No Man an Island : The Cinema of Hou Hsiao-hsien, Second Edition. (eBook, 2018) [WorldCat.org]
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No Man an Island : The Cinema of Hou Hsiao-hsien, Second Edition.
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No Man an Island : The Cinema of Hou Hsiao-hsien, Second Edition.

Author: James Udden
Publisher: HK Hong Kong University Press, 2018. ©2017.
Edition/Format:   eBook : Document : EnglishView all editions and formats
Summary:
Taiwan is a peculiar place resulting in a peculiar cinema, with Hou Hsiao-hsien being its most remarkable product. Hou's signature long and static shots almost invite critics to give auteurist readings of his films, often privileging the analysis of cinematic techniques at the expense of the context from which Hou emerges. In this pioneering study, James Udden argues instead that the Taiwanese experience is the key  Read more...
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Genre/Form: Electronic books
Additional Physical Format: Print version
Udden, James
No Man an Island : The Cinema of Hou Hsiao-hsien, Second Edition
HK : Hong Kong University Press,c2018
Material Type: Document, Internet resource
Document Type: Internet Resource, Computer File
All Authors / Contributors: James Udden
ISBN: 9789888390366 9888390368
OCLC Number: 1058733956
Description: 1 online resource (263 pages)
Contents: Intro --
Contents --
Foreword --
Acknowledgments --
Introduction --
1. Hou and the Taiwanese Experience --
2. Hou and the Taiwanese New Cinema --
3. History in Its Place --
4. Goodbye to All That --
5. Hou in the New Millennium --
Updated Conclusion --
Notes --
Bilingual Filmography and Glossary --
Selected Bibliography --
Index.

Abstract:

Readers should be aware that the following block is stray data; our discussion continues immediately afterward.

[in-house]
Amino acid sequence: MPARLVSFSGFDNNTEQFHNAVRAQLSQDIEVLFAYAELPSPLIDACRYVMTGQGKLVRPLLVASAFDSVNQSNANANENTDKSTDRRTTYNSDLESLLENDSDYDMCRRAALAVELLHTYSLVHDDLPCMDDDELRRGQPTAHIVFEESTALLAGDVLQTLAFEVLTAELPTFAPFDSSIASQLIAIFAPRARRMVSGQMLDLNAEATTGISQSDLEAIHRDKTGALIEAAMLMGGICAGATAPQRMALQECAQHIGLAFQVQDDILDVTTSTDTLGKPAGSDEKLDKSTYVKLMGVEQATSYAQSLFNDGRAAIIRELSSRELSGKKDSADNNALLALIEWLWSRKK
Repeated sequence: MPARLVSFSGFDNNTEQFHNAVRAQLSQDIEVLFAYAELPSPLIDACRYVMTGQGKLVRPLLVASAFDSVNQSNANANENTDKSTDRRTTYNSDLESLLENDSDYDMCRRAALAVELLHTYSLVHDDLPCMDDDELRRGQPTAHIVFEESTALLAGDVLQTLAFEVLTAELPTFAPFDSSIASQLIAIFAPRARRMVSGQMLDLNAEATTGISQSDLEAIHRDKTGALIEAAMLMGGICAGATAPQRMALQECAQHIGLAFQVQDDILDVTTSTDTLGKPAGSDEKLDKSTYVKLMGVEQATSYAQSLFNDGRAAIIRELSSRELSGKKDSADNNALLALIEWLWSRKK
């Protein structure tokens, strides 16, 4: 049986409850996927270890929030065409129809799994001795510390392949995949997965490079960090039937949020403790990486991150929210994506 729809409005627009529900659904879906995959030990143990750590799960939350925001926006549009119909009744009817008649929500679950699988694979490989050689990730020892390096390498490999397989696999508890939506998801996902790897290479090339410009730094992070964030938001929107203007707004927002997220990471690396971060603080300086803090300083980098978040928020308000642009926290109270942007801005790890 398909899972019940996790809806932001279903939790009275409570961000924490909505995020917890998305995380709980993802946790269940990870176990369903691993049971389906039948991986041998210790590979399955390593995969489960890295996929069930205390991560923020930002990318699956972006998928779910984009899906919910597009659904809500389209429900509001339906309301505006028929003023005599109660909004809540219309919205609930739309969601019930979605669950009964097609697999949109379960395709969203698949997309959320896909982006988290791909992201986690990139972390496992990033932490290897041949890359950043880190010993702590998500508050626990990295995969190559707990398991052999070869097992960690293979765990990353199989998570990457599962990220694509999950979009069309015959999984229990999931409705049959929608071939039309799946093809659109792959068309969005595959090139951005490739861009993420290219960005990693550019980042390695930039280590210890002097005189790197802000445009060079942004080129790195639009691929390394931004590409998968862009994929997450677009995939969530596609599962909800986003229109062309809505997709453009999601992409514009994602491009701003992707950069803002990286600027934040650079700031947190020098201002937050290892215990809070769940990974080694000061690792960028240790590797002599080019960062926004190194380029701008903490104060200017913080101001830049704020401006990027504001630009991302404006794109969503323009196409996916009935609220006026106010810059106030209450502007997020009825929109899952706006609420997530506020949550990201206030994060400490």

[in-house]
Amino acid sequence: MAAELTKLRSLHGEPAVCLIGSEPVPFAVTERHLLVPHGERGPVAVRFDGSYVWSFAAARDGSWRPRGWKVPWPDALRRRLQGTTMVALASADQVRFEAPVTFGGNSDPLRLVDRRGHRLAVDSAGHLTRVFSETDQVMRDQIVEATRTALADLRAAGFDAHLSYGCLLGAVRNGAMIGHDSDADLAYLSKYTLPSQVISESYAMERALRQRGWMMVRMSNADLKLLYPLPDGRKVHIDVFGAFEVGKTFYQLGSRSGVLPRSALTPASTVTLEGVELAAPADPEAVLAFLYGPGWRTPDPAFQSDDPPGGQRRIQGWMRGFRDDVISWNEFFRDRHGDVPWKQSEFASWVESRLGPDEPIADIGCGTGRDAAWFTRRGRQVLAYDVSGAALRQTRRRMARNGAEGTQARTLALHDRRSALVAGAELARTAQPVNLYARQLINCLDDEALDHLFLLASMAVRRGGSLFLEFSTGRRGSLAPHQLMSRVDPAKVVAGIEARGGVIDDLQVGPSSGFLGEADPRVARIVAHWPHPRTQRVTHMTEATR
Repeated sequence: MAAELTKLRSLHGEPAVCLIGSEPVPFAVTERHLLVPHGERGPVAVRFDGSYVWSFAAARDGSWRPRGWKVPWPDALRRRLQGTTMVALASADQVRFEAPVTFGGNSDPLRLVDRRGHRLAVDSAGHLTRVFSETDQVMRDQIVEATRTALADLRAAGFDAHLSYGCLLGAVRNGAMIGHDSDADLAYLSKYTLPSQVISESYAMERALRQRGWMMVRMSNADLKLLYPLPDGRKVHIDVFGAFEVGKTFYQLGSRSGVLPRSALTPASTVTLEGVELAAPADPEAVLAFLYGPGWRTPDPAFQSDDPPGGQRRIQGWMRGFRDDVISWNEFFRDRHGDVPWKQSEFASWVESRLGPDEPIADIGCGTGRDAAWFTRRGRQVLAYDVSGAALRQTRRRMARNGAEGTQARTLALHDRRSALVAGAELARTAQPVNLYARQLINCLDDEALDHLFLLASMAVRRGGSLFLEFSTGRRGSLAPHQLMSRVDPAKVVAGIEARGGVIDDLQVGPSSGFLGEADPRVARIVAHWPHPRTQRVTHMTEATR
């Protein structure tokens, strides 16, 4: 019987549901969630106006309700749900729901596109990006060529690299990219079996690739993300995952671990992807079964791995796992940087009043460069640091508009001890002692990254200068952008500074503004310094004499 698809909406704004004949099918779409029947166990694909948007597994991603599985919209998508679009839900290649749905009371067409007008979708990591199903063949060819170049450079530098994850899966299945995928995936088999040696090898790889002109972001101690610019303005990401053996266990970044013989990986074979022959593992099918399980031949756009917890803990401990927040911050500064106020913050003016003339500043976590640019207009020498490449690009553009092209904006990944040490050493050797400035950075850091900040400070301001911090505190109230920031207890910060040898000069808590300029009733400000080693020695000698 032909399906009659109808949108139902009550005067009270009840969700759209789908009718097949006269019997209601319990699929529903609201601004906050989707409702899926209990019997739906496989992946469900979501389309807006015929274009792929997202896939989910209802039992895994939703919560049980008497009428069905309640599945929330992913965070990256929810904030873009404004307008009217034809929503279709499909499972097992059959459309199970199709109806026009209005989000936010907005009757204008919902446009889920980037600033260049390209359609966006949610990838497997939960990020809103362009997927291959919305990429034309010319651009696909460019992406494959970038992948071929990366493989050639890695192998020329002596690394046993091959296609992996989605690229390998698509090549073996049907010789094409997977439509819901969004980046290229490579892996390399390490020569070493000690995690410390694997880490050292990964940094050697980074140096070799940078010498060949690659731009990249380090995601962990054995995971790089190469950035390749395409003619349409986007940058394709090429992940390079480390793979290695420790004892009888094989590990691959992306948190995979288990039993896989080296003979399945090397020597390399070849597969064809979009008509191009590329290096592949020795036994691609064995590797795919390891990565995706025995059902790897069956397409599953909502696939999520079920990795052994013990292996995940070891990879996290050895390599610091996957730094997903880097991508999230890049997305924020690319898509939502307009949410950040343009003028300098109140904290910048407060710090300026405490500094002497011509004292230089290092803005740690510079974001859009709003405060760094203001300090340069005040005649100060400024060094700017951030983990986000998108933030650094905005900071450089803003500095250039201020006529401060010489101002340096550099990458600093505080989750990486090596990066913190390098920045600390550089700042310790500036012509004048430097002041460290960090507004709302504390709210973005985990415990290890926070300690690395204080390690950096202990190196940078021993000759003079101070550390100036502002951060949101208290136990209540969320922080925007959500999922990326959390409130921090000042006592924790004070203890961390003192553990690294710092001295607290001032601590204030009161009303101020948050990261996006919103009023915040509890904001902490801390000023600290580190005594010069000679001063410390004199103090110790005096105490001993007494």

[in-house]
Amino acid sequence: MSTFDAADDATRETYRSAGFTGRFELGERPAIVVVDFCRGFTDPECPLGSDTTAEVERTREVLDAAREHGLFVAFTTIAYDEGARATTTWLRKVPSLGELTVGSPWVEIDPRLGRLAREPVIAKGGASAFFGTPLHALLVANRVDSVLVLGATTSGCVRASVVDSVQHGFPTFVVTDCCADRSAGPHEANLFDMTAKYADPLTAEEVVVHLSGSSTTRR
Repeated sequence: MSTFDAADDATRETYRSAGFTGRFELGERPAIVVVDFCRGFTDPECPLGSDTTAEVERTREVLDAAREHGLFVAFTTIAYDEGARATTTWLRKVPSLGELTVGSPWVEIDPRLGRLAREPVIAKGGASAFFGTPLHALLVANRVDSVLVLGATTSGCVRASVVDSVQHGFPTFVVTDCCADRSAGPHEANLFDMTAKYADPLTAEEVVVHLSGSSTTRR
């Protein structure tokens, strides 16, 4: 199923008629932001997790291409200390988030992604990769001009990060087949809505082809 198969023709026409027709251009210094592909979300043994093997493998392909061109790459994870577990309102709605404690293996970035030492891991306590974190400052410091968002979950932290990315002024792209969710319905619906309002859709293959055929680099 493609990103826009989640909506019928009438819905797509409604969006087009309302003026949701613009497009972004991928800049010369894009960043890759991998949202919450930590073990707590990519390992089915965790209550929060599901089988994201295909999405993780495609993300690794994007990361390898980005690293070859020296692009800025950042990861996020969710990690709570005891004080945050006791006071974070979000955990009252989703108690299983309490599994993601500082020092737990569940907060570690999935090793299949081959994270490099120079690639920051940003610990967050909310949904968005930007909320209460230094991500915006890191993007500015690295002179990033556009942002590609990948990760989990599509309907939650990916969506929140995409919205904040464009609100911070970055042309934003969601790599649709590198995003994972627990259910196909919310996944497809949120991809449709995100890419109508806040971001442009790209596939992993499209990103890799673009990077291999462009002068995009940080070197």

Taiwan is a peculiar place resulting in a peculiar cinema, with Hou Hsiao-hsien being its most remarkable product. Hou's signature long and static shots almost invite critics to give auteurist readings of his films, often privileging the analysis of cinematic techniques at the expense of the context from which Hou emerges. In this pioneering study, James Udden argues instead that the Taiwanese experience is the key to understanding Hou's art. The convoluted history of Taiwan in the last century has often rendered fixed social and political categories irrelevant. Changing circumstances have forced the people in Taiwan to be hyperaware of how imaginary identity-above all national identity-is. Hou translates this larger state of affairs in such masterpieces as City of Sadness, The Puppetmaster, and Flowers of Shanghai, which capture and perhaps even embody the elusive, slippery contours of the collective experience of the islanders. Making extensive uses of Chinese sources from Taiwan, the author shows how important the local matters for this globally recognized director. In this new edition of No Man an Island, James Udden charts a new chapter in the evolving art of Hou Hsiao-hsien, whose latest film, The Assassin, earned him the Best Director Award at the Cannes Film Festival in 2015. Hou breaks new ground in turning the classic wuxia genre into a vehicle to express his unique insight into the working of history. The unconventional approach to conventions is quintessential Hou Hsiao-hsien.

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